As an avid Harry Potter fan, I was most intrigued by the prospect of an adult novel from JK Rowling. It was this curiosity and not merely my love of the previous magic of the written word woven so carefully and delicately by JK Rowling that made me want to read this book. Having read a brief synopsis of it, the story caught my attention and I wanted to know more, as many bibliophiles do when they come across a new book. And I was eager to judge for myself before investigating any of the reviews available. To be perfectly honest, I did not know what to expect. I certainly did not expect another Hogwarts –type world of magic. What I did find on offer was entertaining, eye-opening and grounding. The world of Pagford, a small English village, is reeling from the death of councillor Barry Fairfield at the beginning of the novel. Following his death, Rowling delves into the subsequent infighting between everyone in the community from all walks of life and all ages.
I did not feel that there was a singular, standout hero of the novel as many books have, such as Peekay or Tandia in The Power of One and Tandia by Bryce Courtenay, or even Harry in Harry Potter, or in any other books that might be aimed at adults and children. From my broad study of literature and understanding of characters, I have found that people like the idea of a hero and an anti-hero, somebody that they can relate to and somebody that they want to hate. But The Casual Vacancy is as much about the anti-hero within humanity as the hero within everyone, and the human condition. The characters were all heroes in their own way, yet they were flawed and also anti-heroes in their own ways too. In trying to destroy reputations of people around them or gain things for themselves, they do not endear themselves to anyone, but perhaps towards the end, it is the selflessness of Sukhvinder trying to save Robbie, Krystal's little brother and Krystal's somewhat unorthodox attempts to get her brother away from their drug addicted mother, who ends up in ultimate tragedy for the family.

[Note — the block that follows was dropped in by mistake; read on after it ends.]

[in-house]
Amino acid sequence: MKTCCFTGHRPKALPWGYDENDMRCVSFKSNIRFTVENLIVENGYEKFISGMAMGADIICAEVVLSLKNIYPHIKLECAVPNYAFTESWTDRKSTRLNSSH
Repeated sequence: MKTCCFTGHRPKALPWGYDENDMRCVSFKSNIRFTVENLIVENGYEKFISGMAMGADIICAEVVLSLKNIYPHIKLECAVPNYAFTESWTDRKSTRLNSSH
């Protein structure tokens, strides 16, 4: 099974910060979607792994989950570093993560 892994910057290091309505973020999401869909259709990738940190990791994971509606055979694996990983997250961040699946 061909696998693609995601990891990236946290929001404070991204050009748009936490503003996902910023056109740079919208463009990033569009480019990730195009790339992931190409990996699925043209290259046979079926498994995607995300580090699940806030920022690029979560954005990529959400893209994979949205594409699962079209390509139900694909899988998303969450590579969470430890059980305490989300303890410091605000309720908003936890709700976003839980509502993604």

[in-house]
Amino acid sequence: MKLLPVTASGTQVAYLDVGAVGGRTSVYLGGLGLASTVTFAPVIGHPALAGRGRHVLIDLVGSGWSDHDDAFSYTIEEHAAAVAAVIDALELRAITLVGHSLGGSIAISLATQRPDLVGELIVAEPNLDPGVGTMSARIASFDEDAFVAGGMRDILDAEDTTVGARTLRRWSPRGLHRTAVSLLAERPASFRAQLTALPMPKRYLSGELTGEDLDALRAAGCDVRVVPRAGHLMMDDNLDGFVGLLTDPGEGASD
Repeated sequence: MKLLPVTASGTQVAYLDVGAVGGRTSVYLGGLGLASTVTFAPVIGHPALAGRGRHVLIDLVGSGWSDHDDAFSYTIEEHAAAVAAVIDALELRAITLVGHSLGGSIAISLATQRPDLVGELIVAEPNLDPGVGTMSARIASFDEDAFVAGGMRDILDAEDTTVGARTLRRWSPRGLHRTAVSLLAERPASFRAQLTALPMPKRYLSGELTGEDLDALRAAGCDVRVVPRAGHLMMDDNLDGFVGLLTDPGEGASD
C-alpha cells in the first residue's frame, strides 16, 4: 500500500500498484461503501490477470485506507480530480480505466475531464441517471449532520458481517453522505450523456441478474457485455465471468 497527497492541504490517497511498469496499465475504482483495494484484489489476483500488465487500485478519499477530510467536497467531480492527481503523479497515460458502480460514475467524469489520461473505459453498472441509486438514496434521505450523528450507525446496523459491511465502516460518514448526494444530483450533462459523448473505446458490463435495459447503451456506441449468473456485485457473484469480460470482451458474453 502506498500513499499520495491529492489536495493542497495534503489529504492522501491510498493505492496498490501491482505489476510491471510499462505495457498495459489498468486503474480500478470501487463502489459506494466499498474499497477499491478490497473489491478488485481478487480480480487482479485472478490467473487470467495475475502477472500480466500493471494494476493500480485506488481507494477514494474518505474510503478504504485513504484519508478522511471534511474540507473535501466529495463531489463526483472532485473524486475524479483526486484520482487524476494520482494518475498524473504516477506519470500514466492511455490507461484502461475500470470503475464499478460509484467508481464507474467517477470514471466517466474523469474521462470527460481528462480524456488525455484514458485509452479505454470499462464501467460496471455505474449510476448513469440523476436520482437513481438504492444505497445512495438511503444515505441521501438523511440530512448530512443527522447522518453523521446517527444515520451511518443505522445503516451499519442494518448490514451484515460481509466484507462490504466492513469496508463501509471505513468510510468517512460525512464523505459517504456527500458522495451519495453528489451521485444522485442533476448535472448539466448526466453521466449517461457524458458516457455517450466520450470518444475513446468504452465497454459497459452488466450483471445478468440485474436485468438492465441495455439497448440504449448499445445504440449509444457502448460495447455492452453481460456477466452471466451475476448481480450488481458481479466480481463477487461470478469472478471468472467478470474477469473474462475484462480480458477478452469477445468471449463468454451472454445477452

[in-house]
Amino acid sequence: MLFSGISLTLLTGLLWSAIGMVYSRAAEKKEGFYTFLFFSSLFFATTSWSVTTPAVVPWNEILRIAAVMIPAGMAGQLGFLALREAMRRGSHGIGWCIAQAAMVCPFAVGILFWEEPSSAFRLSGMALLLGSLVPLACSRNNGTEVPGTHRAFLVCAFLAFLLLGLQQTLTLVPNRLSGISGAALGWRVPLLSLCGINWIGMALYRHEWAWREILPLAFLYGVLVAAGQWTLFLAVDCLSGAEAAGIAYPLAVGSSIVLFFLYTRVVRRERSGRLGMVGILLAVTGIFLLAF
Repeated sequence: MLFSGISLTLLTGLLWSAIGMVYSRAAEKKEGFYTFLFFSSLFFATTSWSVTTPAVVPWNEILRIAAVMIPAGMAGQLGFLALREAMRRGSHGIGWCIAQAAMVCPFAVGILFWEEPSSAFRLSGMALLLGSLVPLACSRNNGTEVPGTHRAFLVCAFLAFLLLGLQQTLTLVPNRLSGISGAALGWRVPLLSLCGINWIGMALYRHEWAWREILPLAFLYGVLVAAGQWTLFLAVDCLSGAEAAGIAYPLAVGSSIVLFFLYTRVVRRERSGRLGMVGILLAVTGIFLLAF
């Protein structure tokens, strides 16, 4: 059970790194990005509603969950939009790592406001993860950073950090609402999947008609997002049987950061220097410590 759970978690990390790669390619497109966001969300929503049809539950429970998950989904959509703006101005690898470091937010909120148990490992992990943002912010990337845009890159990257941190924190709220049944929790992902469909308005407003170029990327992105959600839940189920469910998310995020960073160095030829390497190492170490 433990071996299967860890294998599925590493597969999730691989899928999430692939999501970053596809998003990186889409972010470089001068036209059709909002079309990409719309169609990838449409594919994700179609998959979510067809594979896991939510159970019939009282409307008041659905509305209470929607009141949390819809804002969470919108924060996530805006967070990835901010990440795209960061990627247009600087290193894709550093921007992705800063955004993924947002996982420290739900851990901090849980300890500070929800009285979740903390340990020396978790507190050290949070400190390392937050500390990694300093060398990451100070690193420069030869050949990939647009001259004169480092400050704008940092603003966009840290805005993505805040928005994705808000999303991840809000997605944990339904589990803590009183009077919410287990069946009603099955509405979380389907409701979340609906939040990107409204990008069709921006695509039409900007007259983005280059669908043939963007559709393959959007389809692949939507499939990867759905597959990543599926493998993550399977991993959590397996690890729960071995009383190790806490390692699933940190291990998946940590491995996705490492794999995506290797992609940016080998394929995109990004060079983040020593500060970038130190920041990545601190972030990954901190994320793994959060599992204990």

Both of these characters whom I felt had more guts and heroism than the rest of the cast combined were deeply flawed, as any human being is and their presence and acts illustrated to me that we can all be heroes, yet we are just as anti-heroic. In showing this aspect of the human condition, I feel that JK Rowling has created a novel that can speak to everyone. Readers can find aspects of themselves in one, some or perhaps all of the characters, and the fact that Krystal and Sukhvinder did not initially present as heroes illustrates that we also all control our own fates and that perhaps it takes a certain set of circumstances to bring out the hero within some of us, whilst others go about our lives ignoring impending doom.
I enjoyed this offering from Rowling and certainly its content is very adult and I would not allow children under the age of at least sixteen, or even eighteen, to explore it. I found it very well written as well. The shock value of the ending illustrates the fragility and unpredictability of life, and, the "casual vacancy" that death leaves, even if those it touches the closest are affected deeply by it.